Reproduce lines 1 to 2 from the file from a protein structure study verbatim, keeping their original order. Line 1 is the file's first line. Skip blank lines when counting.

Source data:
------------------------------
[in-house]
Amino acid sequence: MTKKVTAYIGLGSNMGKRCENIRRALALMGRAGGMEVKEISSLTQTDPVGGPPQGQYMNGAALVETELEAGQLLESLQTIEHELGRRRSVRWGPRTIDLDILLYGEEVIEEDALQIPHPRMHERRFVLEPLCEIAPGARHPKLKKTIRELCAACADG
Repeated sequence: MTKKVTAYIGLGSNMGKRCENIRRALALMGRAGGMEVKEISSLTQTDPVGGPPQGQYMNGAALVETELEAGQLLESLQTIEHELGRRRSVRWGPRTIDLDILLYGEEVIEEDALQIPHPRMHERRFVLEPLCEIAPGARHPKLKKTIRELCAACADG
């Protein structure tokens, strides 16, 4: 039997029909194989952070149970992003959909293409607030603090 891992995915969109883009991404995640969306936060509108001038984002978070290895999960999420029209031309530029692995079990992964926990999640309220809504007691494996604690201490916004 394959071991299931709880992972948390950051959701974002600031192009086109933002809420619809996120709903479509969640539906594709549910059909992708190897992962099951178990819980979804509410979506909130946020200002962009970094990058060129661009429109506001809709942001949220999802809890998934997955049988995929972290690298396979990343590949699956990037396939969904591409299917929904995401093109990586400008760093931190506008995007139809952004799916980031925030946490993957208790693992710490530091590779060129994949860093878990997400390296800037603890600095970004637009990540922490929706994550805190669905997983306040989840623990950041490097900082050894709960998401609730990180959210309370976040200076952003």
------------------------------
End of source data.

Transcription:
[in-house]
Amino acid sequence: MTKKVTAYIGLGSNMGKRCENIRRALALMGRAGGMEVKEISSLTQTDPVGGPPQGQYMNGAALVETELEAGQLLESLQTIEHELGRRRSVRWGPRTIDLDILLYGEEVIEEDALQIPHPRMHERRFVLEPLCEIAPGARHPKLKKTIRELCAACADG